Remembering 41: Decatur resident recalls days with late president

By Austin Jackson | Published Saturday, December 8, 2018

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Reflecting on 41

REFLECTING ON 41 – Retired U.S. Army Command Sgt. Maj. Barry Wheeler and his wife Pat Wheeler spent multiple days with President George H.W. Bush at Camp Casey in South Korea in 2000. They honored the late president by lowering their flag to half staff. Messenger photo by Austin Jackson

After hearing the news of the death of George H.W. Bush, retired U.S. Army, Command Sgt. Maj. Barry Wheeler, a Decatur resident and Army veteran, stepped outside his home with a heavy heart and lowered his American flag to half staff, joining the worldwide remembrance of the 41st president of the United States.

It was an observance of loss, service and of memories he forged with the man who once held the most powerful office in the world.

Through his 35-year career in the U.S. military, Wheeler was one of many who got to look the president in the eye and shake his hand.

Back in 1973, Wheeler was just a kid from Kleberg, Texas, at the bottom of the totem pole, enlisting as Private E-1. Some 27 years later, the senior enlisted member of U.S. Forces Korea, 8th U.S. Army, the Combined Forces Command and the United Nations Command said he couldn’t help but feel out of place while meeting one of the most powerful men in the world.

Whatever uneasiness Wheeler carried was swiftly ended thanks to a few disarming jokes from the president.

“First and foremost I was impressed by how big he was, he was a very tall man,” Wheeler recalled. “But then I was struck by just how down to earth he was, just very approachable. A genuinely nice man. He had a very dry wit. You would never know he was president. There was no air of superiority. He was just a person.”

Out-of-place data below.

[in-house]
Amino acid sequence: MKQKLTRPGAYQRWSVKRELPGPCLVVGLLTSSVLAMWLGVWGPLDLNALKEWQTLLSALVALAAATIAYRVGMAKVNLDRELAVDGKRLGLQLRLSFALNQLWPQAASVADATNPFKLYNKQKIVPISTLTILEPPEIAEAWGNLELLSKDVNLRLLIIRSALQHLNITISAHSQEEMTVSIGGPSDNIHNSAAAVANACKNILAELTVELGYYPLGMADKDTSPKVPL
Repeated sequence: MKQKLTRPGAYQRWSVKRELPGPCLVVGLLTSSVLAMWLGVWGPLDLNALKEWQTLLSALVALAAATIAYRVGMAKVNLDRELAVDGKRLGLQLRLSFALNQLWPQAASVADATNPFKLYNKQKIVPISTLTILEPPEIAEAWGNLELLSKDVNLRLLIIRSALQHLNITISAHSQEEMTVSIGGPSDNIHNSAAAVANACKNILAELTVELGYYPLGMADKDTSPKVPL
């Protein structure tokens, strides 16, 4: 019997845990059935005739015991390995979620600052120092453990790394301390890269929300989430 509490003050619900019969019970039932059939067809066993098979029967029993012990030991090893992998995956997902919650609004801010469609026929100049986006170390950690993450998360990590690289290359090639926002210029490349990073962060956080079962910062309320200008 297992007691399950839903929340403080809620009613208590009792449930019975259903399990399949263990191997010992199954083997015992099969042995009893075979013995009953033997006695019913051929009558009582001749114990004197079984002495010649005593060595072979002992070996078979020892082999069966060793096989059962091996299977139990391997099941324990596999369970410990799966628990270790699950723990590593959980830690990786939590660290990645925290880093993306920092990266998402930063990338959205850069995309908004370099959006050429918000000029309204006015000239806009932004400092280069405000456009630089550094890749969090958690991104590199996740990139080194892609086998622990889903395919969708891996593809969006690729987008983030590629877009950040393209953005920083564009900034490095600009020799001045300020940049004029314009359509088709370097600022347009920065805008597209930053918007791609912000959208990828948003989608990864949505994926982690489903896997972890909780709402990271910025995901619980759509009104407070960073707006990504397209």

The main thing that Wheeler recalls in his interactions from 18 years ago at Camp Casey, just a few miles away from the demilitarized zone separating North and South Korea, was just how human and normal Bush proved to be.

In 2000, President George H.W. Bush visited Camp Casey, South Korea, to dedicate the Camp Casey USO in the name of his father, Prescott Bush ,who was a founding father of the USO. At the time, Wheeler was the Command Sergeant Major, the top enlisted member of the Second Infantry Division.

Wheeler and his wife, Pat, spent the day escorting former President George H.W. Bush on his tour of the camp and to the USO dedication.

“It wasn’t about him,” Wheeler said. “He was there to meet the troops and wanted to meet every one of them.”

Wheeler joined the military in 1973 and retired in 2008. He worked from the bottom rung of the U.S. Army to the upper echelons, being in command of thousands of men in South Korea.

His office at his home in Decatur is cased from wall to wall in those memories and accomplishments.

He can be seen with celebrities along with Dallas Cowboys cheerleaders who traveled to the base with the USO. He met actress Jessica Biel and singer Charlie Daniels. He taught Drew Carey how to throw a tomahawk, beating out fellow celebrity Wayne Newton and the general who taught him in a tomahawk throwing contest.

“Carey tore him up,” he joked.

He also met presidents George W. Bush and President Bill Clinton.

But one memory that stands out was his interactions with Bush over two days in South Korea. They cracked jokes over the dinner table and Bush made him feel like a friend.

“I wouldn’t mind having that guy as my next door neighbor,” Wheeler said. “To me that’s about as high a compliment you can give somebody. ”

In his office, Wheeler has a handwritten note from Bush. A habit that the president became known for, thoughtfully connecting with and interacting with both his political allies and enemies.

Over the past few days, as people have shared their memories of Bush through the funeral in Washington D.C. and Texas, Wheeler said his impressions have only been reaffirmed.

“To know a man like him is no longer with us, it’s emotional, it’s sad,” Wheeler said. “But it gave me a sense of pride that I knew him. I’m proud. The United States did the funeral right. They did it first class, for a first class man.”

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